• Women under 50: 25 grams per day
  • Women over 50: 21 grams per day
  • Men under 50: 38 grams per day 
  • Men over 50: 30 grams per day 

What Foods Are High in Fiber? 

Meeting your daily requirements for fiber is easier than you might think. You can easily meet (and exceed) the recommended grams by eating a variety of plant foods, including fruits, vegetables, whole grains, legumes, nuts, and seeds. 

To conceptualize what the recommended amounts look like, here are the fiber contents of some foods:[* 

  • 1 cup raspberries: 8 grams of fiber 
  • 1 medium pear: 4.5 grams of fiber 
  • 1 cup boiled green peas: 9 grams of fiber 
  • 1 cup whole wheat cooked spaghetti: 6 grams of fiber 
  • 1 cup cooked oatmeal: 5 grams of fiber
  • 1 cup boiled lentils: 15.5 grams of fiber 
  • 1 cup boiled black beans: 15 grams of fiber

Plant foods contain both soluble and insoluble fiber, but in varying amounts. Soluble fibers are more prevalent in foods such as beans, peas, oats, barley, carrots, apples, and citrus fruits.

Good sources of insoluble fiber include potatoes, beans, whole wheat or bran products, green beans, cauliflower, and nuts. As long as you eat a varied diet rich in plant foods, you’ll get plenty of both types of fiber. 

While fresh, whole foods should make up the bulk of your diet, healthy, shelf-stable foods can also help you meet your dietary fiber needs. Take IQBARs, for example. One IQBAR packs 6-9 grams of fiber. Not to mention, each bar is keto- and vegan-friendly and contains 12 grams of plant protein, five brain-boosting nutrients, and only 2-3 net carbs. 

Quick Tips for Adding More Fiber to Your Diet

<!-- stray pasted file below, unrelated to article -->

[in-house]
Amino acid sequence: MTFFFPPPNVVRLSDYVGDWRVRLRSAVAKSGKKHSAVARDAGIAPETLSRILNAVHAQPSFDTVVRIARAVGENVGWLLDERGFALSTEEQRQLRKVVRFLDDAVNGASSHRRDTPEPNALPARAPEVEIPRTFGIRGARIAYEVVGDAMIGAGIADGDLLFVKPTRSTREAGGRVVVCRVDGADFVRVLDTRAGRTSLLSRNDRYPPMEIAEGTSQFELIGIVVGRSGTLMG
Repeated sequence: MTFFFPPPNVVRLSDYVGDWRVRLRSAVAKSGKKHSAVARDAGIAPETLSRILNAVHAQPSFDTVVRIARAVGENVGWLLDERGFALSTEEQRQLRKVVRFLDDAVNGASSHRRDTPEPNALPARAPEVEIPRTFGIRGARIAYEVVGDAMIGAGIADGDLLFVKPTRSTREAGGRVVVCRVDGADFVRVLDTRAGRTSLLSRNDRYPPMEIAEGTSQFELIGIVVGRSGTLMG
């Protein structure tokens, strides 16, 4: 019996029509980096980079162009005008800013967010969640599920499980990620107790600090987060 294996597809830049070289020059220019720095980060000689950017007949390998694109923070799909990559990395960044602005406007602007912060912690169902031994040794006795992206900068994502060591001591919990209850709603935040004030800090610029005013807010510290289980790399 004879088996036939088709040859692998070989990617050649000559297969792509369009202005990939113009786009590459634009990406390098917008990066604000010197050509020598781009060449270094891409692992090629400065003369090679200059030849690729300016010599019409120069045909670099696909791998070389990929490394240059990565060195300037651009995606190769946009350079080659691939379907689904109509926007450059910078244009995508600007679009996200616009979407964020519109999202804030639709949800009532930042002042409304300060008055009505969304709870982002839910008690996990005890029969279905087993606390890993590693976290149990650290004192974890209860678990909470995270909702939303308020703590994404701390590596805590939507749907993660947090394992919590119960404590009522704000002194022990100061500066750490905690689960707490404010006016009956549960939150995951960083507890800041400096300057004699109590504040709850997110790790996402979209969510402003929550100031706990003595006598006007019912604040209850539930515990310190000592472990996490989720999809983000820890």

Adding fiber to your diet need not be complicated. Here are some quick and easy tips for upping your intake: 

  • Have a fiber-friendly breakfast: Start your day with oatmeal topped with fruit, avocado toast, or whole-grain cereal.
  • Keep high-fiber snacks on hand: Reach for apples, oranges, nuts, veggie sticks, or IQBARs when you need a snack.  
  • Add a topping: Sprinkle flaxseed or psyllium flakes on top of your food or add to smoothies.
  • Choose whole grains: Swap out refined grains like white rice and white pasta for whole-grain versions. Look for products that have “whole grain” listed as the first ingredient, not “enriched flour.” 
  • Add beans and other legumes: Add legumes, such as beans, lentils, and peas to salads and soups.
  • Pass on juice: Eat fruits and veggies whole instead of juicing them, and eat the skins (when appropriate). 

A Final Word on Fiber  

Fiber is an essential part of a healthy diet, and you’re probably not getting enough. If you need to increase your dietary fiber intake, start slowly and be sure you’re drinking enough fluids. Adding too much fiber all at once and not drinking enough water can cause cramping, bloating, and constipation. Slow and steady wins the race. 

Also, steer clear of fiber supplements. Whole food and healthy, shelf-stable foods like IQBARs can provide plenty of fiber with the added benefits of other health-supporting nutrients.